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A Wave of Immigrants, 17891890s

Following the end of the American revolution and sparked by the Industrial Revolution and some European social circumstances, the greatest migrations of people in the history of the world occurred. Immigration in the United States throughout the nineteen century was mostly chacarterized at first by an Irish and German immigration an then in the next period , it was dominated by an English and scandinavian immigration. Immigrants, all obliged to relinquish ancestral dwellings, escaped from the religious and political strongulations without forgetting poverty ,the lack of jobs ,diseases and dispair as a result of the exraordinary increase in population caused by the industrial and agricultural revolutions in Europe toward the United States. The Irish were the first impoverished Europeans and the largest group to populate America in the nineteenth century followed by the Germans, British and Scandinavians in addition to the Spanish speakers after aquiring Florida in 1819 and the chinese who came to America after the discovery of gold in California in 1849. The physical and economic growth of the United States in the nineteenth century made it mandatory for Americans to turn to the new settlers for cheap labor. Arriving to the United States, most of the immigrants landed in New York state and Castle Garden remained the nations chief immigrant depot for more than 35 years, but in spite of that no area of America escaped from the immigrants intention . Wherever they went and whoever they were, the immigrants lived and worked under conditions that were far from idyllic, and the appalling overcrowded inhabitats and the lack of proper sanitation led to continual bouts with disease. The new comers were organized in communities sharing the same customs and religion and tryin always to preseve them from the nativists influences which created serious difficulties, among them, the nativists intolerance for ethnic, cultural and religious differences which contributed to the rise of violence . Although almost always rooted in and committed to their ethnic heritage, the next generations started feeling their selves more American and less ethnic and therefore, they fostered a new type of individual in the United States .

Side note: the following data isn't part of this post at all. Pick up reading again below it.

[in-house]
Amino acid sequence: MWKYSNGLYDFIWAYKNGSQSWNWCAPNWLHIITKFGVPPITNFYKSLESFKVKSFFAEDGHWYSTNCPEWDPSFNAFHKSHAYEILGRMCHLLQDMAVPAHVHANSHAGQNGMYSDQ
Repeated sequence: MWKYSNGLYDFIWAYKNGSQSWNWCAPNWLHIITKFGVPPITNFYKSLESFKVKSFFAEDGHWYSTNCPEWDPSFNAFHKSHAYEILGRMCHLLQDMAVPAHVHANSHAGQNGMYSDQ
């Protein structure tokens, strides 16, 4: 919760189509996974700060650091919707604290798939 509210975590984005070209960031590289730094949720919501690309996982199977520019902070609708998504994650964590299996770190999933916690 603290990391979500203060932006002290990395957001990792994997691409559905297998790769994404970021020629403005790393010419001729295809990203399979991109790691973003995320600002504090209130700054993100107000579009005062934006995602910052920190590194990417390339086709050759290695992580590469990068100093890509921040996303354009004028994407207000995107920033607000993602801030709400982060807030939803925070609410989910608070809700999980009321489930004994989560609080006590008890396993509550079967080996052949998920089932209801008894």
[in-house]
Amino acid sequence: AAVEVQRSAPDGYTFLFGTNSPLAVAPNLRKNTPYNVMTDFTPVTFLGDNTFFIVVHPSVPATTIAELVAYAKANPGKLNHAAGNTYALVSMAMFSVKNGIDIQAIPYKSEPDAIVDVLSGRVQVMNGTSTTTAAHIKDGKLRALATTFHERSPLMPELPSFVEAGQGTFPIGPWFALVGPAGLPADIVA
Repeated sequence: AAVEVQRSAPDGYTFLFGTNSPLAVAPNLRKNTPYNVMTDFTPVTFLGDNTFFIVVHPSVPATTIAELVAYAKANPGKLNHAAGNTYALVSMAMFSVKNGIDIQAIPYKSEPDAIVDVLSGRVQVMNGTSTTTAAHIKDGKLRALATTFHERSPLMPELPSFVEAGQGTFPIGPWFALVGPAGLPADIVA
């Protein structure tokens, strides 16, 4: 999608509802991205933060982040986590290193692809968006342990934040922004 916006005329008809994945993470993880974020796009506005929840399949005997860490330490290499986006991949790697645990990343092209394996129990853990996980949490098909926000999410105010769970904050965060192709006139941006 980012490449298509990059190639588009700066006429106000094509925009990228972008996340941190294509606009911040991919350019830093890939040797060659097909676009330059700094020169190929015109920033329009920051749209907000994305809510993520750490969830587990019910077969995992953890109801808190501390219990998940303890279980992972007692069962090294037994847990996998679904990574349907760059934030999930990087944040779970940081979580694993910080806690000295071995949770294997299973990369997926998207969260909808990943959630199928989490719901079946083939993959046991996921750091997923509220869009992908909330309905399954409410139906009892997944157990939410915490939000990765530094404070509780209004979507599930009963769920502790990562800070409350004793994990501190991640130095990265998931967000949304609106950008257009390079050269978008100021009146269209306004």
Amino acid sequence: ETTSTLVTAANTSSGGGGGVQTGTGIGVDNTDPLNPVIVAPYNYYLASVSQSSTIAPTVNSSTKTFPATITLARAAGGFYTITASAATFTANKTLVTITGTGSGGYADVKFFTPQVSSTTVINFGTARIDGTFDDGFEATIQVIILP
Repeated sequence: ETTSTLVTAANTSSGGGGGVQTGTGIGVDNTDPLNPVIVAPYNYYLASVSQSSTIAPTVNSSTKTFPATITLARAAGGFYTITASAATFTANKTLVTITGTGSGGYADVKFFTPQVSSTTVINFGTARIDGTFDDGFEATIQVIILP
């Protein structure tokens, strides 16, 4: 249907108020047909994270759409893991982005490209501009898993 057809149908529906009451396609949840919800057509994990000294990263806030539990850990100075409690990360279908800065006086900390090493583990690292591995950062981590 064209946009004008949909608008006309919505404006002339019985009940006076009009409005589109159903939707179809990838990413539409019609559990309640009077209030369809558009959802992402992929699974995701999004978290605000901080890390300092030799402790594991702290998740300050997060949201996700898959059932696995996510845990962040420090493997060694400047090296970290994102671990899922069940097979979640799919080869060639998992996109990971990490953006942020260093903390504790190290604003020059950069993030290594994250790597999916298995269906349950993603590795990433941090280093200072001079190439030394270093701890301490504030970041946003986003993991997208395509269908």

Book : Ethnic Americans : a history of immigration 4th ed. Chapter 2 : A Wave of Immigrants, 17891890s Authors : Leonard Dinnerstein and David M. Reimers. Edition : New York : Columbia University Press . Year of publication : 1999